HONOLULU, HAWAII – In an unprecedented move, Duane “Dog” and Beth Chapman announced today that they have chosen to end their partnership and leave CMT network with their hit show, “Dog and Beth: On the Hunt,” after just three seasons. The move came about as a family decision to allow Beth time and energy to pursue the presidency of the Professional Bail Agents of the United States (PBUS). PBUS is a national association which represents over 15,000 bail agents across the United States.
“Our show has focused on trying to make the industry better and I feel that it is time for us to put our money where our mouth is in regards to protecting our industry,” said Beth Chapman. “As we have traveled throughout the country, we have learned that our industry is under attack and our bail agents need strong and experienced leadership to protect the good work they do all across the United States.”
The decision comes at a time when bail reform across the country is taking the form of totally removing cash bail systems. A recent lawsuit in California seeks to get rid of the cash bail system by deeming it unconstitutional, and legal actions like this have traditionally gone unchallenged by the industry. That is something Beth Chapman will change as president of PBUS.
“I worked with the California Bail Agents Association to get them on as interveners in the case so that the industry can mount a significant challenge to this incredibly disastrous lawsuit,” said Beth Chapman. “The bail industry provides a service to the government and helps ensure the public’s safety. Removing the bail system would have a deleterious effect on the criminal justice system. It is imperative that our association, under strong leadership, fight every attempt by these social justice lackeys to remove cash bail when their only goal is to make it easier for the bad guys to get out of jail.”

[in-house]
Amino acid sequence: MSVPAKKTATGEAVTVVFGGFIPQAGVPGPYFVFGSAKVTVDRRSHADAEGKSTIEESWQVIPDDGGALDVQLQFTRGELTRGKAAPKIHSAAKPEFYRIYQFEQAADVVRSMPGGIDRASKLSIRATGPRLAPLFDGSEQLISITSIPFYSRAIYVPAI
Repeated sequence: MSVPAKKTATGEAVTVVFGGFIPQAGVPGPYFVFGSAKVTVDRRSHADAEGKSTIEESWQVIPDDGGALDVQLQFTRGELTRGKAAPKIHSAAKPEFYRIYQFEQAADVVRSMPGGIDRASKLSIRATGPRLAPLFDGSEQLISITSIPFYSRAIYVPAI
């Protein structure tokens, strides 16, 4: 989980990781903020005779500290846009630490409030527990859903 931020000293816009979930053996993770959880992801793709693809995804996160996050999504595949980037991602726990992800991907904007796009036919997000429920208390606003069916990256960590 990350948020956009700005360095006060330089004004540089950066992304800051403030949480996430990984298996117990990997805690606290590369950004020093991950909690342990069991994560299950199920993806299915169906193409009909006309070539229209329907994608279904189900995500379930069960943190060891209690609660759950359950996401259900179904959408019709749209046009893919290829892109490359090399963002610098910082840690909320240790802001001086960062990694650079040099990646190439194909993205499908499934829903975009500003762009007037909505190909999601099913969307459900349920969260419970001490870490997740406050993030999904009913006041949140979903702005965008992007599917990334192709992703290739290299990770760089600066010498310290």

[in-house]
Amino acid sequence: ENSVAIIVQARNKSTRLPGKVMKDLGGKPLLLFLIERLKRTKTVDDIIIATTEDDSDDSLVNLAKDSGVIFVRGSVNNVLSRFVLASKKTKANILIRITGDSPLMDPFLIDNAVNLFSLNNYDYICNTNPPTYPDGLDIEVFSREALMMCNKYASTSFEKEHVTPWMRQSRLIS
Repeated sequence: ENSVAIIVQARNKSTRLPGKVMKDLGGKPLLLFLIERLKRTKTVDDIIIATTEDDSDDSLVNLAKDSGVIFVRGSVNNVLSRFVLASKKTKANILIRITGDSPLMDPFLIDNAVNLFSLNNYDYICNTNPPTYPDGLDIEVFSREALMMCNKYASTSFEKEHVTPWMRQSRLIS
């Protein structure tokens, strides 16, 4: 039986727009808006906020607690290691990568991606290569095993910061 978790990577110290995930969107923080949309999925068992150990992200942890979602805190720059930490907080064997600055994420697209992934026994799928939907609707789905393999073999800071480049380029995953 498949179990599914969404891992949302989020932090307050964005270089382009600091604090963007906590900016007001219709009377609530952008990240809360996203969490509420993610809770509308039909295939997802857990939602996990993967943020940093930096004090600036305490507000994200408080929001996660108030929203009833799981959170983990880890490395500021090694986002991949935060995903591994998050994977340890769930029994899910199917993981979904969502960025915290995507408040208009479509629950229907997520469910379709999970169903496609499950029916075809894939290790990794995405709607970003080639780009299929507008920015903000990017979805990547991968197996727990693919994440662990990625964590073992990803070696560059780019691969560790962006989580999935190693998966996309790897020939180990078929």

Duane “Dog” Chapman echoed his wife’s sentiments when considering whether or not to continue their show. The Chapmans were in contract negotiations with CMT when the couple, along with their son Leland, decided to suspend the show temporarily to make Beth’s candidacy their priority.
“For over twelve years we have shown on TV the importance of the bail industry in assisting the criminal justice system, and I have preached about how important it is that bail agents and bounty hunters conduct themselves properly,” said Duane Chapman. “We made this incredibly tough decision because we feel that without intervention from all of our associations, we will no longer have an industry in which to work. This is not an end to “Dog the Bounty Hunter,” but if these lawyers have their way, it will be the end of the bail system in the United States and we cannot sit by and let that happen.”
The election for president of PBUS will take place in Las Vegas at the end of February, at the organization’s annual conference. The Chapmans have reserved all rights to their show and will resume filming when they feel that the industry is in a position of proactively protecting its interests. Until then, Beth has committed to continuing to work with various state legislatures to make good public policy in regards to the bail systems throughout the United States. She will also monitor and intervene, when necessary, in legal challenges which seek to weaken or destroy the various bail systems.
“For far too long our industry has sat on the sidelines as reforms have made it easier for someone charged with a crime to get out of jail without supervision or accountability,” said Beth Chapman. “These drastic and damaging reforms require a drastic response and it is time for the sleeping giant, which is the bail industry, to wake up and fight for what has been a constitutional right since our nation was formed.”